Boomers Stand to Benefit Most from Health-Care Act
With the presidential election and Supreme Court decision behind us, the federal government is moving forward with the Affordable Care Act. Baby Boomers stand to gain the most.
Since the recession, Boomers have been hard hit by unemployment, shrinking nest eggs and rising health care costs. During those years, about 8.6 million Boomers were without health insurance, according to a special 2009 report by Commonwealth Fund.
As the Boomer generation approaches retirement, many hope that the health care law will fill the void. "It is a game changer," says Ron Fontanetta, a health care group practice leader at Towers Watson. "It will provide health care access to pre-65 retirees in a very significant way."
Retirees who have not reached age 65 are more at risk -- they don't qualify for Medicaid, and if their former employers don't offer retiree health benefits, they will not have a group discount.
Also, it doesn't take much for a health insurance company to say that they have a pre-existing condition and deny them coverage, says Paul Fronstin, head of health benefits research at EBRI. Even if Boomer retirees can get a private health insurance plan, it will be very costly.
Based on their age alone, Boomers have to pay prices that are five to seven times higher than younger Americans, according to AARP. But if early retirees can wait until the ACA takes effect, it will change the playing field, says Fronstin.
-- Beginning in 2014, the law is supposed to prevent insurers from denying coverage to those who have a pre-existing condition. On Nov. 20, the Obama administration said that it was moving forward to implement provisions to ban discrimination and protect consumers from possible insurance abuses.
--The ACA also will do away with lifetime and annual dollar limits on benefits, and it will limit the age rating so that a Boomer can only pay three times as much as younger person.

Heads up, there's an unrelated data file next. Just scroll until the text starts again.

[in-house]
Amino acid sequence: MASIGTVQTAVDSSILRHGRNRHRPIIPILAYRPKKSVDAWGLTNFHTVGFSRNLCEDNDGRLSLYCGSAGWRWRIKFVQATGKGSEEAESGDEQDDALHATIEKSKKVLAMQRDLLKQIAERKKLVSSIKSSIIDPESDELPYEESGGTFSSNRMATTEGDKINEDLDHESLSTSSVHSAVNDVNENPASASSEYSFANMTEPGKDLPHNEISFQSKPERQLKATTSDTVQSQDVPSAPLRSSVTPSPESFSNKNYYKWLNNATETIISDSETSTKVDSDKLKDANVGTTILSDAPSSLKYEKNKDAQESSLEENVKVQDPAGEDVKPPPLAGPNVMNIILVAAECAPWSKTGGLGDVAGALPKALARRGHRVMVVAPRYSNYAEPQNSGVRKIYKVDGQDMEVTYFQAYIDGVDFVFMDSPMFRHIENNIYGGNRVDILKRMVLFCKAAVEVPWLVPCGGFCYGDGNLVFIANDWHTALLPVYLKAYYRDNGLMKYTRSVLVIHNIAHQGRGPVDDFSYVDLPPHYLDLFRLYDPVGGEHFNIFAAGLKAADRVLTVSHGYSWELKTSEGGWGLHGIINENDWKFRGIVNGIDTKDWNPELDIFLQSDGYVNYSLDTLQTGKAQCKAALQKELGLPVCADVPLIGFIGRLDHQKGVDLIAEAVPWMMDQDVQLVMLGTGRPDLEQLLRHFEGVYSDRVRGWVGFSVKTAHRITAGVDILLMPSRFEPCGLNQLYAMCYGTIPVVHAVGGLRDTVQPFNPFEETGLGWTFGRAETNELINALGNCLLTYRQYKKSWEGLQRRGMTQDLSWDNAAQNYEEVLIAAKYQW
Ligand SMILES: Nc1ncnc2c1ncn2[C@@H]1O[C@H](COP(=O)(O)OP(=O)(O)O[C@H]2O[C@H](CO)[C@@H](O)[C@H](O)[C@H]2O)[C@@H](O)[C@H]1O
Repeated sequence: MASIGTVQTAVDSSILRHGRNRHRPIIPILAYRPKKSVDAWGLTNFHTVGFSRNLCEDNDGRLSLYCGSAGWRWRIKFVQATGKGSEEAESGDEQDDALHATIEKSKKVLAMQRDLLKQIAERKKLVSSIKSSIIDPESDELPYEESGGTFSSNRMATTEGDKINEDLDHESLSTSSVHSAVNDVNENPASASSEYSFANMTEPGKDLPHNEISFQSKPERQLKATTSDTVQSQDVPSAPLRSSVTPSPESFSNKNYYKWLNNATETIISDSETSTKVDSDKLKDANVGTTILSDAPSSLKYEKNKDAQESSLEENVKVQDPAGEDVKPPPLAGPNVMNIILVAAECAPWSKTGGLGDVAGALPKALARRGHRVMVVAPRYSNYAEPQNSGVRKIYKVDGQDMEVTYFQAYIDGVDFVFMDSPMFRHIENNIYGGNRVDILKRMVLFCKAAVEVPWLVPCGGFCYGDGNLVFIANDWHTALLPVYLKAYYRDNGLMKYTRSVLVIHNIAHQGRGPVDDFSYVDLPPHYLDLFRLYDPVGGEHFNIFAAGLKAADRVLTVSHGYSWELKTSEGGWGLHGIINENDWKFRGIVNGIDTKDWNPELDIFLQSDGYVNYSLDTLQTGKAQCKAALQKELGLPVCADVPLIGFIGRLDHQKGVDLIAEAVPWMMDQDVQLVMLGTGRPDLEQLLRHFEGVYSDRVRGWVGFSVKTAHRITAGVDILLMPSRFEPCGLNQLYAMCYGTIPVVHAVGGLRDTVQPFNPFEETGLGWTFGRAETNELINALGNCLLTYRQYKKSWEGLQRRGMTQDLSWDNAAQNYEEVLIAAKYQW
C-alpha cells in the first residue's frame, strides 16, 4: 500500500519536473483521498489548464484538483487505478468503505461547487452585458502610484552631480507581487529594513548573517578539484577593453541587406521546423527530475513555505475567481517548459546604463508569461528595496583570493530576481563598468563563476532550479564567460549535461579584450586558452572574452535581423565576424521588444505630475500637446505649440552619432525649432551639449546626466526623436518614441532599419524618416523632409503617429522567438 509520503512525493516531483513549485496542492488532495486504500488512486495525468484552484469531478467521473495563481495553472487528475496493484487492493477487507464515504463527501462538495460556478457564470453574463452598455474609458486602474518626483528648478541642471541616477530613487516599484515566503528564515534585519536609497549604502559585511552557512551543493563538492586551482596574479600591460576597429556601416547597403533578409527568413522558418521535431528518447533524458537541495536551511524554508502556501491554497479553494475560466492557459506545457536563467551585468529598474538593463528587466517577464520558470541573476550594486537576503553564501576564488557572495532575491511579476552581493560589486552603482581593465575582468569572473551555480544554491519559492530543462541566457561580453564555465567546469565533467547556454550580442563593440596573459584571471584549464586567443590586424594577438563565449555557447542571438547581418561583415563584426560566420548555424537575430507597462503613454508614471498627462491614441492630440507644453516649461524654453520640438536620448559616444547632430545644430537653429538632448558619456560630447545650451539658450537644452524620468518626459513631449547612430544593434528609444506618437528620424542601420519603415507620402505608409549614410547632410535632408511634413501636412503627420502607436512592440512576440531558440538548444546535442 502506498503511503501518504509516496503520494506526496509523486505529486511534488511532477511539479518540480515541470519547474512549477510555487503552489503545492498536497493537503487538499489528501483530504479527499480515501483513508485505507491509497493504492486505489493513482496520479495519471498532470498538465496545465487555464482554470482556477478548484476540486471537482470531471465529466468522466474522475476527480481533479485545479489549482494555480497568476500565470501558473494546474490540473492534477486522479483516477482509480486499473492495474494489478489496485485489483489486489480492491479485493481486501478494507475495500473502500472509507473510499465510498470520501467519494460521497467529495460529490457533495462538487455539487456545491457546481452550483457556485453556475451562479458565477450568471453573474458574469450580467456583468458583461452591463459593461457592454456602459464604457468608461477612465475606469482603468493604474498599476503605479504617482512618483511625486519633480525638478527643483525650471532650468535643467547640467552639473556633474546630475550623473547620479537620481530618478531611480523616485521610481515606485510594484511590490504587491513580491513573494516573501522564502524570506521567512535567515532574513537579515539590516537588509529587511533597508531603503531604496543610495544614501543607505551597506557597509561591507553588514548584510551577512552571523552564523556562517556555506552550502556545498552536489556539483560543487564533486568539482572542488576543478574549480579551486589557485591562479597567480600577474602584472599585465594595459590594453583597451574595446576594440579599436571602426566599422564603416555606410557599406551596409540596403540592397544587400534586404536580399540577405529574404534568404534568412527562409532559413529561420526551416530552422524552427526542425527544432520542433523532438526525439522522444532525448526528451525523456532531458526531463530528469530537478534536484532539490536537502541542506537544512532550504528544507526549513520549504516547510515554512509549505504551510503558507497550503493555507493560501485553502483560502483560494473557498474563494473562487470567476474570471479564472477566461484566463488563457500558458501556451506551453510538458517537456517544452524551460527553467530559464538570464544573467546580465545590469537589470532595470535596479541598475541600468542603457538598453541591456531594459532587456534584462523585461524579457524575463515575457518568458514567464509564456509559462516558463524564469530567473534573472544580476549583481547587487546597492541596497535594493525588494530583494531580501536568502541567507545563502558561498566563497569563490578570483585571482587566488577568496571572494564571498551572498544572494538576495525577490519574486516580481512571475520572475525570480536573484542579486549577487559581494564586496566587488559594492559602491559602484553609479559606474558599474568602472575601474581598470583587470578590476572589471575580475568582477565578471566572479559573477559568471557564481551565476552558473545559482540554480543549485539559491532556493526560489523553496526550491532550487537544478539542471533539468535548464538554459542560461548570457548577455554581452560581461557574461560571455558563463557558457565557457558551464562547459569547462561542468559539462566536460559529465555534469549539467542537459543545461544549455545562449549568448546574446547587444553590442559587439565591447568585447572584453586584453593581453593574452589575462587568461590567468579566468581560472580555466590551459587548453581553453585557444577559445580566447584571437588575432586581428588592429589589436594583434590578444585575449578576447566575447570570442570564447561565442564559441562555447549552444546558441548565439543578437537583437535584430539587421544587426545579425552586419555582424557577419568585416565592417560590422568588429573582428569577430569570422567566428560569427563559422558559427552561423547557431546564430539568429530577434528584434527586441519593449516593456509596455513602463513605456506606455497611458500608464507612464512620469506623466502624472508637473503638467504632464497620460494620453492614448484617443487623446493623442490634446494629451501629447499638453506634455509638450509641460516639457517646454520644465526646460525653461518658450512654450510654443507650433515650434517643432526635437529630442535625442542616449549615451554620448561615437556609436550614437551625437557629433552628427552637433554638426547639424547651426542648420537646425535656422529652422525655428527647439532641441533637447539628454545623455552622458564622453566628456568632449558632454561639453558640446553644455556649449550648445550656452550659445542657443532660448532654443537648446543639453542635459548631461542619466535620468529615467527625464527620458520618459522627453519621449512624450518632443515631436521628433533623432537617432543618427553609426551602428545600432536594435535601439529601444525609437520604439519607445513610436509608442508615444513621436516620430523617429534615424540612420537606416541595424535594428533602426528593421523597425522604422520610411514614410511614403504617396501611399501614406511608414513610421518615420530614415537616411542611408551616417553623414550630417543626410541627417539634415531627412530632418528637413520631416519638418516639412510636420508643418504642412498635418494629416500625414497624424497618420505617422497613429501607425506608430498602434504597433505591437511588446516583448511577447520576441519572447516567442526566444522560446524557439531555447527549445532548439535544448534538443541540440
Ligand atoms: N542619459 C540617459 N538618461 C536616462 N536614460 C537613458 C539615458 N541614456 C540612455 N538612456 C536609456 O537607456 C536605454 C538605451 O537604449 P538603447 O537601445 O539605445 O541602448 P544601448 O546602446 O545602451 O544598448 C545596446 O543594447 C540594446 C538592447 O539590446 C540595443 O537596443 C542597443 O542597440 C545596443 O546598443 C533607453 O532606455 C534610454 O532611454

--Health insurance will not necessarily be less costly. It will be operated by state health insurance exchanges, which will offer a competitive private health insurance market that should provide one-stop shopping.
"Hopefully, they will have a more transparent and thus, more competitive, marketplace," says David Certner, AARP Legislative Policy Director.The ACA is supposed to provide subsidies and payment supports to lower-income individuals and families.
However, many states still have not decided if they want to implement the exchange. Recently, Kathleen Sebelius, Secretary of Health and Human Services, extended the state deadline for their decision. If they choose not to participate, the federal government will step in and run the exchanges in those states.
It's hard for Boomers to know what to expect. It's unclear if the start of the ACA will be delayed or if any changes will be made before it starts. Until then, there is a lot of confusion about what people have access to, Fronstin says.
The ACA is likely to spark many more changes. Employers that still offer retiree health benefits may decide to provide something different. For example, instead of a health insurance plan, they may give Boomer retirees a fixed amount of money, called a premium reimbursement, Fontanetta says. Retirees could use that money to select insurance at their state exchange marketplace.
The ACA also will change the labor force. Currently, Boomers may continue working longer than they want to keep health insurance, especially if they have pre-existing conditions. "ACA could change the dynamics in all kinds of ways," Fronstin says. "You could have people going to part-time work instead of full time. It is giving people choices."